posted on July 18, 2013 13:17
A 1-2 punch on Kauai's north shore: The Prince Course at Princeville and Makai Golf Club sparkle after renovations
Source & Images: Travel Golf
Prince Course at Princeville Golf Club
PRINCEVILLE, Hawaii -- For golfers forced to choose between playing the Prince Course at Princeville or Makai Golf Club, that's one tough decision.
The two Top-100 courses designed by Robert Trent Jones Jr. on Kauai's north shore offer a lot of the same traits -- great conditioning, ocean views, strong holes, top service -- yet they're completely different designs. The Prince Course, ranked no. 22 on Golf Digest's list of "America's 100 Greatest Public Courses," has always been Kauai's king, although its difficulty scares some players away. Makai, the more resort-friendly layout of the two, made its first appearance on Golf Digest's list in 2013, ranking 80th.
Recent renovations at each property -- operated by different owners -- have Princeville primed to become the premier golf destination in Hawaii for a decade or more to come.
"There is definitely the feeling of two different playing experiences," said T.J. Baggett, the general manager of the Prince Course. "If someone comes to Princeville and plays three times, they will probably play Makai twice and us once. I'm not sure if Makai is that much easier, but it looks more open. On the Prince, the penalty is more severe."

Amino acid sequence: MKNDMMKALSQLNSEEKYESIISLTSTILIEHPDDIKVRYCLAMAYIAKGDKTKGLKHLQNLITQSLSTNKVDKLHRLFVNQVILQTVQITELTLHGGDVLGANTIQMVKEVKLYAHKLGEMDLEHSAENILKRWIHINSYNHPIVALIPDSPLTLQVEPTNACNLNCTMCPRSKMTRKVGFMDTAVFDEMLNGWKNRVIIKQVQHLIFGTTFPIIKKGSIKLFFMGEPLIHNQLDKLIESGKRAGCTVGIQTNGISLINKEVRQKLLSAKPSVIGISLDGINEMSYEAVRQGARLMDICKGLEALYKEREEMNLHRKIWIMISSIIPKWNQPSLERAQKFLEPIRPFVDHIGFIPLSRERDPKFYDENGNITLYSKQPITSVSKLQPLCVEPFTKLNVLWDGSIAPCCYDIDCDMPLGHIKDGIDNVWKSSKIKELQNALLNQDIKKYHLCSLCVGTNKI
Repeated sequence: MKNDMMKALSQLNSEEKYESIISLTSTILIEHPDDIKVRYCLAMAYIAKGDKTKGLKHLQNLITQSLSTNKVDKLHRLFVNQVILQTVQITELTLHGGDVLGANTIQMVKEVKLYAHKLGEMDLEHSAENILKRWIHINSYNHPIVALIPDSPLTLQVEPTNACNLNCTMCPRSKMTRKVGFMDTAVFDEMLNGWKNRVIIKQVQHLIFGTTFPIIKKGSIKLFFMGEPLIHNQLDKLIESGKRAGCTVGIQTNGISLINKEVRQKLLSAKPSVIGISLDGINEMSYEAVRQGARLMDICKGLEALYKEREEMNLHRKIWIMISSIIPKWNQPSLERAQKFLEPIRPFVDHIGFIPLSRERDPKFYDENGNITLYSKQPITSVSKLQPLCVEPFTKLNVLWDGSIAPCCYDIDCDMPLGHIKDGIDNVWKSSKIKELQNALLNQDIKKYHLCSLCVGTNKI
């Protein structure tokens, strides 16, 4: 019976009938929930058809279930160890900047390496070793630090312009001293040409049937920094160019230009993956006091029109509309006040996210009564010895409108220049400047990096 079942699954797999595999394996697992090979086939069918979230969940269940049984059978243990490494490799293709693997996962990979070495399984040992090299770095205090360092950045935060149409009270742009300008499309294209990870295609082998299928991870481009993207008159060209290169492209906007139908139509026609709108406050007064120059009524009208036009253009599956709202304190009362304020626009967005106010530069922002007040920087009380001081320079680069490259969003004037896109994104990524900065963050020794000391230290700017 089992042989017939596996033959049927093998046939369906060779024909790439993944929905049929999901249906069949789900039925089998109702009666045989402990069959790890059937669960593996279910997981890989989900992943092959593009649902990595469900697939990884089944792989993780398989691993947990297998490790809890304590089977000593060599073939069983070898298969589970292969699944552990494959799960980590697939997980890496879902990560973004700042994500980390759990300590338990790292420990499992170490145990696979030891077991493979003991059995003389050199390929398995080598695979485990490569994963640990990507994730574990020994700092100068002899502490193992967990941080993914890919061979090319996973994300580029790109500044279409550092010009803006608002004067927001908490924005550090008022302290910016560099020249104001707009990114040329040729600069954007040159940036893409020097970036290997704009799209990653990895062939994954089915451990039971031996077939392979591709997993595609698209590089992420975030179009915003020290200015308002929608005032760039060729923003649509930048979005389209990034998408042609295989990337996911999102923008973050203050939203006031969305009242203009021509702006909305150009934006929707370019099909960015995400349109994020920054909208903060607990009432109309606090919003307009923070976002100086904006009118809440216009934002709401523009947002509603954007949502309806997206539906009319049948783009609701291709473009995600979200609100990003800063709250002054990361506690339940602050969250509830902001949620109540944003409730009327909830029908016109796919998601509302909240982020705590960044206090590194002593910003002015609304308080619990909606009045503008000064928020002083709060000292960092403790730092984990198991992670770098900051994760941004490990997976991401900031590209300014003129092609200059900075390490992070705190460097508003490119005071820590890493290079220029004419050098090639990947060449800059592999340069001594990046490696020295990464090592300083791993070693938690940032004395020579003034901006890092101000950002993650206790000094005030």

The Prince Course
The Prince's $5 million facelift, finished in March 2012, added tee boxes, rebuilt bunkers and covered all the greens with eco-friendly, seashore paspalum while enhancing playability in certain areas.
Even though the jungle has been cut back, it will still come to life and snatch a ball into oblivion. The holes twist and turn, rise and fall, through narrow corridors of thick vegetation. Wise decisions and good swings are the only way to get around without losing too many balls. Distant ocean vistas and a waterfall behind the 13th green provide striking natural beauty.
"It is just such an interesting experience," Baggett said. "It takes you on a really unique adventure. You have to hit it straight. It will penalize you more for wayward shots. The views and nature are like no other."
John Rowe, of St. Louis, called it a "thinking man's course." His playing partner, Drew Curby, of San Francisco, said he didn't think it was too challenging. "I would come back to play it again," he said. "I would know what to do on some of the holes. I'd rather be challenged than just play back and forth (on uninteresting land). You never knew what you were going to see next."
The rejuvenated 13-acre practice area includes a unique driving range that transforms into a six-hole, par-3 course in the late afternoons. The "Mini Prince" -- designed for beginners and families to walk -- features holes ranging from 65 to 91 yards. The 66,000-square-foot clubhouse gives off a great first impression.
Guests walk in star-struck, gazing out beyond the course to the ocean through the floor-to-ceiling windows. Lunch or dinner at The Tavern Restaurant, run by celebrity chef Roy Yamaguchi, complete the experience.
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Prince Course 18 hole Virtual Flyover